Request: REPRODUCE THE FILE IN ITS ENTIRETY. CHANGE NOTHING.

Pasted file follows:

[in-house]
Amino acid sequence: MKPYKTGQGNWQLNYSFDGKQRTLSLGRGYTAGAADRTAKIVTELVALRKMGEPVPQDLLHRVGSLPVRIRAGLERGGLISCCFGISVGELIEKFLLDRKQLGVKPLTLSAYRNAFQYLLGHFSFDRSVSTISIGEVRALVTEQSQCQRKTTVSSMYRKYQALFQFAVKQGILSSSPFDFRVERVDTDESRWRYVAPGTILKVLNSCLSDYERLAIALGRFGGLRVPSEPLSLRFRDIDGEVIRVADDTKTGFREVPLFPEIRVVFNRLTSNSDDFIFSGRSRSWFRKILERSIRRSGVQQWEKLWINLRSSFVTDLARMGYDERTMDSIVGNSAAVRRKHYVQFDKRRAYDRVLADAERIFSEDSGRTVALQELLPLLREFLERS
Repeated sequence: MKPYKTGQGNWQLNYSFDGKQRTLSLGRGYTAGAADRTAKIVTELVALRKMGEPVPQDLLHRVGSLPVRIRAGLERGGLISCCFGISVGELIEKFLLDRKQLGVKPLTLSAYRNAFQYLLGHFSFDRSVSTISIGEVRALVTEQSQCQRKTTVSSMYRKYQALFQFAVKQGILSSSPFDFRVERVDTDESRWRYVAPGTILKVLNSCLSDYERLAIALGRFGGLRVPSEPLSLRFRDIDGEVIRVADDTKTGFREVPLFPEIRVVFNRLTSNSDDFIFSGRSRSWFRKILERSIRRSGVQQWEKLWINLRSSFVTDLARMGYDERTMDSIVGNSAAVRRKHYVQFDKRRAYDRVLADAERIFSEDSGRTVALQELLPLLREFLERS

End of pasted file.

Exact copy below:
[in-house]
Amino acid sequence: MKPYKTGQGNWQLNYSFDGKQRTLSLGRGYTAGAADRTAKIVTELVALRKMGEPVPQDLLHRVGSLPVRIRAGLERGGLISCCFGISVGELIEKFLLDRKQLGVKPLTLSAYRNAFQYLLGHFSFDRSVSTISIGEVRALVTEQSQCQRKTTVSSMYRKYQALFQFAVKQGILSSSPFDFRVERVDTDESRWRYVAPGTILKVLNSCLSDYERLAIALGRFGGLRVPSEPLSLRFRDIDGEVIRVADDTKTGFREVPLFPEIRVVFNRLTSNSDDFIFSGRSRSWFRKILERSIRRSGVQQWEKLWINLRSSFVTDLARMGYDERTMDSIVGNSAAVRRKHYVQFDKRRAYDRVLADAERIFSEDSGRTVALQELLPLLREFLERS
Repeated sequence: MKPYKTGQGNWQLNYSFDGKQRTLSLGRGYTAGAADRTAKIVTELVALRKMGEPVPQDLLHRVGSLPVRIRAGLERGGLISCCFGISVGELIEKFLLDRKQLGVKPLTLSAYRNAFQYLLGHFSFDRSVSTISIGEVRALVTEQSQCQRKTTVSSMYRKYQALFQFAVKQGILSSSPFDFRVERVDTDESRWRYVAPGTILKVLNSCLSDYERLAIALGRFGGLRVPSEPLSLRFRDIDGEVIRVADDTKTGFREVPLFPEIRVVFNRLTSNSDDFIFSGRSRSWFRKILERSIRRSGVQQWEKLWINLRSSFVTDLARMGYDERTMDSIVGNSAAVRRKHYVQFDKRRAYDRVLADAERIFSEDSGRTVALQELLPLLREFLERS